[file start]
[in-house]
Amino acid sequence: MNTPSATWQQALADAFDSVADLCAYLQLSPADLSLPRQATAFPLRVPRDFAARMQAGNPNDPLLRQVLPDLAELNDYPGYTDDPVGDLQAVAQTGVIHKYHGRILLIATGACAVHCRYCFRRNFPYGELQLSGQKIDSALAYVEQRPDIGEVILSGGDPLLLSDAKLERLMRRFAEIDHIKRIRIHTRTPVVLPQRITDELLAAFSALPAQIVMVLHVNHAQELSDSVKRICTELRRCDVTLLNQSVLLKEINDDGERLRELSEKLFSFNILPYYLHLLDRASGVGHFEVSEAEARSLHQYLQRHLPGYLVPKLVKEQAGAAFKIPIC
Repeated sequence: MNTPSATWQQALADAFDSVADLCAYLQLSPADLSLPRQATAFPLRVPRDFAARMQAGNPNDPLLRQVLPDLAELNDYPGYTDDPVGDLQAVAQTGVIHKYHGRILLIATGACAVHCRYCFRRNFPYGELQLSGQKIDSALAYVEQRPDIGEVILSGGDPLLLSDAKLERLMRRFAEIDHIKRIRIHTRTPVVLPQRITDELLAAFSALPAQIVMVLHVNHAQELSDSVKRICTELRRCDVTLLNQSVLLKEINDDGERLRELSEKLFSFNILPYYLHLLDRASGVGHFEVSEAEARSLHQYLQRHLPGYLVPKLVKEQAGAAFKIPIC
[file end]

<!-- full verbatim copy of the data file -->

[in-house]
Amino acid sequence: MNTPSATWQQALADAFDSVADLCAYLQLSPADLSLPRQATAFPLRVPRDFAARMQAGNPNDPLLRQVLPDLAELNDYPGYTDDPVGDLQAVAQTGVIHKYHGRILLIATGACAVHCRYCFRRNFPYGELQLSGQKIDSALAYVEQRPDIGEVILSGGDPLLLSDAKLERLMRRFAEIDHIKRIRIHTRTPVVLPQRITDELLAAFSALPAQIVMVLHVNHAQELSDSVKRICTELRRCDVTLLNQSVLLKEINDDGERLRELSEKLFSFNILPYYLHLLDRASGVGHFEVSEAEARSLHQYLQRHLPGYLVPKLVKEQAGAAFKIPIC
Repeated sequence: MNTPSATWQQALADAFDSVADLCAYLQLSPADLSLPRQATAFPLRVPRDFAARMQAGNPNDPLLRQVLPDLAELNDYPGYTDDPVGDLQAVAQTGVIHKYHGRILLIATGACAVHCRYCFRRNFPYGELQLSGQKIDSALAYVEQRPDIGEVILSGGDPLLLSDAKLERLMRRFAEIDHIKRIRIHTRTPVVLPQRITDELLAAFSALPAQIVMVLHVNHAQELSDSVKRICTELRRCDVTLLNQSVLLKEINDDGERLRELSEKLFSFNILPYYLHLLDRASGVGHFEVSEAEARSLHQYLQRHLPGYLVPKLVKEQAGAAFKIPIC